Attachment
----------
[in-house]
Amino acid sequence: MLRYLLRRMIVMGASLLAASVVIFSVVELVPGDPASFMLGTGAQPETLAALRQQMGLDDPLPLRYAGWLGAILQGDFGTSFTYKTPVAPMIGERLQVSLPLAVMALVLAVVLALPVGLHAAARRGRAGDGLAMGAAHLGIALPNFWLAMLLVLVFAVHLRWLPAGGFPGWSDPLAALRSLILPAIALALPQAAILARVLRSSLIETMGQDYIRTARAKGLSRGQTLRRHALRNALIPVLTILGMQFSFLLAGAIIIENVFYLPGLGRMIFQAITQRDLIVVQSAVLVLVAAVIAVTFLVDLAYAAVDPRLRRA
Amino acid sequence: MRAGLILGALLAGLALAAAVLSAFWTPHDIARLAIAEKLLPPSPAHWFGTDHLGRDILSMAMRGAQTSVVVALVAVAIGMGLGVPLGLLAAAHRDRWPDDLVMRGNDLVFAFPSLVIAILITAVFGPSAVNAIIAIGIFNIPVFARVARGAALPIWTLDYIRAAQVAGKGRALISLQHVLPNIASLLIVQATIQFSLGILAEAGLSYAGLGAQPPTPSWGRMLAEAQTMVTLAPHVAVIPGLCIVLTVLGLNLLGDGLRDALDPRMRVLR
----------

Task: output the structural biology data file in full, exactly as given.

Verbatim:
[in-house]
Amino acid sequence: MLRYLLRRMIVMGASLLAASVVIFSVVELVPGDPASFMLGTGAQPETLAALRQQMGLDDPLPLRYAGWLGAILQGDFGTSFTYKTPVAPMIGERLQVSLPLAVMALVLAVVLALPVGLHAAARRGRAGDGLAMGAAHLGIALPNFWLAMLLVLVFAVHLRWLPAGGFPGWSDPLAALRSLILPAIALALPQAAILARVLRSSLIETMGQDYIRTARAKGLSRGQTLRRHALRNALIPVLTILGMQFSFLLAGAIIIENVFYLPGLGRMIFQAITQRDLIVVQSAVLVLVAAVIAVTFLVDLAYAAVDPRLRRA
Amino acid sequence: MRAGLILGALLAGLALAAAVLSAFWTPHDIARLAIAEKLLPPSPAHWFGTDHLGRDILSMAMRGAQTSVVVALVAVAIGMGLGVPLGLLAAAHRDRWPDDLVMRGNDLVFAFPSLVIAILITAVFGPSAVNAIIAIGIFNIPVFARVARGAALPIWTLDYIRAAQVAGKGRALISLQHVLPNIASLLIVQATIQFSLGILAEAGLSYAGLGAQPPTPSWGRMLAEAQTMVTLAPHVAVIPGLCIVLTVLGLNLLGDGLRDALDPRMRVLR